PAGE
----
You can see below where construction has already begun.
See these guys in white? Not Master Gardeners. Actually, I don't know who the hell they are. Don't they look bizarre in their hooded jumpsuits? They're probably good enough guys. But I did overhear them receiving instructions on how to demo and what new landscaping needs to go in.
See these guys in the dirty jeans? Master Gardeners. Our task for the day: to dig up all the thousands of bulbs hidden in the cement planters before everything is bulldozed away. Day 2 of the job entailed replanting the bulbs in other locations around the campus.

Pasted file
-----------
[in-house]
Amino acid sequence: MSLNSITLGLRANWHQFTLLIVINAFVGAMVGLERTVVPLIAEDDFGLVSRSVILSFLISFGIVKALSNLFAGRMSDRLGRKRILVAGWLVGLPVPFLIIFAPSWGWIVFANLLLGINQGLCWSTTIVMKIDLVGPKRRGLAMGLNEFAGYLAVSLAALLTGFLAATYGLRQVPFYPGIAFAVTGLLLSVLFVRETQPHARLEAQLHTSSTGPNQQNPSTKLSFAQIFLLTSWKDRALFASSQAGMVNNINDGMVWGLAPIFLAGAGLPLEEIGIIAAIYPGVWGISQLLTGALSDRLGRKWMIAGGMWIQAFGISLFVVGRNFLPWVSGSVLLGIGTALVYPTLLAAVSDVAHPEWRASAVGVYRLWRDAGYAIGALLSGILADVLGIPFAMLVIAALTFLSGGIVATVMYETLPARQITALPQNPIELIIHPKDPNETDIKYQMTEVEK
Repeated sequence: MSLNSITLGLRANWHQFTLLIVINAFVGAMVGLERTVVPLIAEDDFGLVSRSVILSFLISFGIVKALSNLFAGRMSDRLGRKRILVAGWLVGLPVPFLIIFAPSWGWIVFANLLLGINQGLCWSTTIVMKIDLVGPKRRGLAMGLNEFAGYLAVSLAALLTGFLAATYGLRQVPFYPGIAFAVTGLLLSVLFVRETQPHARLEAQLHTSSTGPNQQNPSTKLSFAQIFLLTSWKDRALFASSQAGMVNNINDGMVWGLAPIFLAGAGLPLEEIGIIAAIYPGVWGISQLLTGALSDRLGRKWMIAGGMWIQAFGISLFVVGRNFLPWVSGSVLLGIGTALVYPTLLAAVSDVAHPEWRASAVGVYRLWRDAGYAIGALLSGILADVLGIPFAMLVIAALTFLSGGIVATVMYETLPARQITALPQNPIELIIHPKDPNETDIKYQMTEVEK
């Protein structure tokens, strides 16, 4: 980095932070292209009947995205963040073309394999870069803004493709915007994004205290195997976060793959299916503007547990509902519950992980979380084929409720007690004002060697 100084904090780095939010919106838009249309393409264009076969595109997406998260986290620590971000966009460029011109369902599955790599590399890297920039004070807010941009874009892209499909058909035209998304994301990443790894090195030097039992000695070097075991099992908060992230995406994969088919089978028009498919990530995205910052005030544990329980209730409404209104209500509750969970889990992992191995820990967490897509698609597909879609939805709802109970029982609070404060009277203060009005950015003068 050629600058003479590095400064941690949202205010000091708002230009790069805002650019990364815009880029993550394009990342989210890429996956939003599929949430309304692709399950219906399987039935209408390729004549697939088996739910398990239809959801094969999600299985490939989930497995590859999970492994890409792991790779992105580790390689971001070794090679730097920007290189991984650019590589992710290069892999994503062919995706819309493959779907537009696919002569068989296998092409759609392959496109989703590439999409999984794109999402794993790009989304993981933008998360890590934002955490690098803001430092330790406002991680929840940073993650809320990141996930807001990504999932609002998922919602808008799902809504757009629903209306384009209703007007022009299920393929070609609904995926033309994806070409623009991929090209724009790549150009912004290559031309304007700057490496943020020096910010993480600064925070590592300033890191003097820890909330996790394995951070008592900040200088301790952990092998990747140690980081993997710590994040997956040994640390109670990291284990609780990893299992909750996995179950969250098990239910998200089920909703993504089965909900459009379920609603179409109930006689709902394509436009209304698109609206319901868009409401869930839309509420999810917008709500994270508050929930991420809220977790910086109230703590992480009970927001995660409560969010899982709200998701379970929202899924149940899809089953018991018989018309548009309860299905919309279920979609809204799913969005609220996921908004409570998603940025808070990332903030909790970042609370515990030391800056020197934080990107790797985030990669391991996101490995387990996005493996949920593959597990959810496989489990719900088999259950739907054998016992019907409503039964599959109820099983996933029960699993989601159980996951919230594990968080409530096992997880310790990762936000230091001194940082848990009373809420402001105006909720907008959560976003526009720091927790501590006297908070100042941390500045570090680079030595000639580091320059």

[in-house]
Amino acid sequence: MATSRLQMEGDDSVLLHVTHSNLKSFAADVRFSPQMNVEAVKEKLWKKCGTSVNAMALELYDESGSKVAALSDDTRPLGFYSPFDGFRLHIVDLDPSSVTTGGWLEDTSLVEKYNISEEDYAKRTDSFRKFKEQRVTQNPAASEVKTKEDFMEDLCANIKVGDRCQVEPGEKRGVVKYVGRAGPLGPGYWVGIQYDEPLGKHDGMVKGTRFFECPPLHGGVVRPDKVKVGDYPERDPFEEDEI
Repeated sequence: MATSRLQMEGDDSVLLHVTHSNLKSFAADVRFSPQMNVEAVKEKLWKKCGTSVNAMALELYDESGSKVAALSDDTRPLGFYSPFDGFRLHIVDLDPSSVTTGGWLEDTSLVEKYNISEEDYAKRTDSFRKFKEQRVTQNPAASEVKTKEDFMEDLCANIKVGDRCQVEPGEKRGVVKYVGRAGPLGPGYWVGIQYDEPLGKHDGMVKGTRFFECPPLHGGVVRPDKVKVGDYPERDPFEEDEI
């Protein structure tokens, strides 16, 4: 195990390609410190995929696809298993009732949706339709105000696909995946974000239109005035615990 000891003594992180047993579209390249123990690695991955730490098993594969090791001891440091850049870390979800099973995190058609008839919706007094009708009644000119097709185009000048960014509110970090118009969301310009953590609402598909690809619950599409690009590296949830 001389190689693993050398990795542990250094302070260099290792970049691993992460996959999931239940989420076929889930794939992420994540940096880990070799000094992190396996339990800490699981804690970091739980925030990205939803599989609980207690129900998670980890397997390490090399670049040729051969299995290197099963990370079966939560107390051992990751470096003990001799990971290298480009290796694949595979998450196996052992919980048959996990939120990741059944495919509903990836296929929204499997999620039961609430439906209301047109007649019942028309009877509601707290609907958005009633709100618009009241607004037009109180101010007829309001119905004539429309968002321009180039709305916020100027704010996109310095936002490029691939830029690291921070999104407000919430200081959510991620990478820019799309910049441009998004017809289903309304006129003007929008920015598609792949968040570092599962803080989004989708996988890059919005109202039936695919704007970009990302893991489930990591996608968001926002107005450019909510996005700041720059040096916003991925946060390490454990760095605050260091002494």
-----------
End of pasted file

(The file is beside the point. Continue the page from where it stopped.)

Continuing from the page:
See the bright and shiny faces below? We're happy that we got to save the bulbs from the giant dumpster. We will be directly responsible for the spring beauty that is to come. Having put in a good number of hours with other volunteers this summer, I see the enormous impact that we make. From this project alone, it is heartbreaking to think about how a gazillion dollar project budgets the cost of demo, hauling trash, and new landscaping, but doesn't include some measure to be sustainable and replant. I'm glad to be part of a team that can put in a few hours here and there to save what can and should be saved (contented sigh).Just about the only thing that has not made me feel thankful, helpful, and basically all fuzzy inside came via mail in the form of this photo of my car and an attached speeding ticket. It's actually really annoying now that I have a chance to reflect on it. I was leaving the Washington Youth Garden where I spent several Saturdays volunteering this summer. The posted speed was 40, I was going 51. As you can see, this is the beginning of a highway. Who drives 40 on the highway? OK...happy and fuzzy thoughts...happy and fuzzy thoughts...